Sunday, 24 November 2019

Two metal-detectorists gaoled for theft of Viking Hoard.

Two metal-detectorists have been gaoled for the theft of material from a Viking Hoard found buried on a farm in Herefordshire, England. George Powell, 38, of Newport, and Layton Davies, 51, of Pontypridd, discovered the Hoard on private land near Leominster in June 2015, but failed to report the find to either the landowner or the authorities (as required by English law), instead choosing to break the hoard up and sell it privately. For this Powell was given a ten year sentence, and Davies was gaoled for eight-and-a-half years. A third defendent, coin dealer Simon Wicks, 56, was gaoled for five years, while sentencing was defered on a second coin dealer, Paul Wells, 60, who fell ill during the trial.

Recovered material from the Herefordshire Hoard, including jewellery and an ingot dating from the 5th to 9th centuries, including a ring and a small crystal ball held by strips of gold that would have been worn as a pendant. British Museum.

The law in England requires that finds of buried treasure should be reported to the local coroner within fourteen days, and that the coroner should in turn report it to the British Museum, who will arrange for it to be valued by appropriate experts, a process that prevents valuable artifacts and archaeological finds being lost to the country. Payments can be made to both the finder and the landowner, with the finders typically receiving about half the value of the find.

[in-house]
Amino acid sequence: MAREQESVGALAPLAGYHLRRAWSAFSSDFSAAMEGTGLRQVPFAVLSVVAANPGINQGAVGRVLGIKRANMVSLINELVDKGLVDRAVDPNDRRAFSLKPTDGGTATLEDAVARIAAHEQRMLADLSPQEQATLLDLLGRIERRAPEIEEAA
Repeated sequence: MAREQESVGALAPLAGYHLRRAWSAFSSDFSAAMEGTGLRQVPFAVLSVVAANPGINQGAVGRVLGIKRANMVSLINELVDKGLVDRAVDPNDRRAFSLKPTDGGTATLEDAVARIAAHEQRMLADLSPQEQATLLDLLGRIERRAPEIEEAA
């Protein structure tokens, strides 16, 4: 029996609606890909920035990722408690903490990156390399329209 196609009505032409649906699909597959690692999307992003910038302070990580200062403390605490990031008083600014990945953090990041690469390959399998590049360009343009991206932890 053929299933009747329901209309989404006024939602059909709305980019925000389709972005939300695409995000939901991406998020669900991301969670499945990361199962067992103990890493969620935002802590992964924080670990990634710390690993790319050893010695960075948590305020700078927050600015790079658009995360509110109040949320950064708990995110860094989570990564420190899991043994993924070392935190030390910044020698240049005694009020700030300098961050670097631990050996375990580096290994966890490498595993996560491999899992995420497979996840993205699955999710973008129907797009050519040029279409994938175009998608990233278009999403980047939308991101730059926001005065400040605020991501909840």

A bracelet with a Dragon's head from the Herefordshire Hoard. PA.

The Hoard is thought to have been buried by a member of the Great Viking Army in either 878 or 879, at which time the army was in retreat from the Saxon forces of King Alfred the Great. The Hoard is thought to have contained about 300 Anglo Saxon coins, included two rare 'Two Emperors', believed to depict King Alfred the Great of Wessex and Ceolwulf II of Mercia, based upon images found upon Davies' mobile phone by West Mercia Police, but only 31 were recovered. A number of items of jewelry were also found, including a ring, a Dragon arm bracelet, a small crystal ball pendant, and a silver ingot.

Coins from the Herefordshire Hoard. West Mercia Police.

See also...

https://sciencythoughts.blogspot.com/2019/11/france-begins-to-return-artefacts.htmlhttps://sciencythoughts.blogspot.com/2019/07/london-auction-house-sells-busk-of.html
https://sciencythoughts.blogspot.com/2019/03/federal-bureau-of-investigations-seeks.htmlhttps://sciencythoughts.blogspot.com/2019/03/mummified-body-parts-seized-at-cairo.html
https://sciencythoughts.blogspot.com/2019/02/metropolitan-museum-of-art-in-new-york.htmlhttps://sciencythoughts.blogspot.com/2019/01/tunnel-collapse-kills-three-treasure.html
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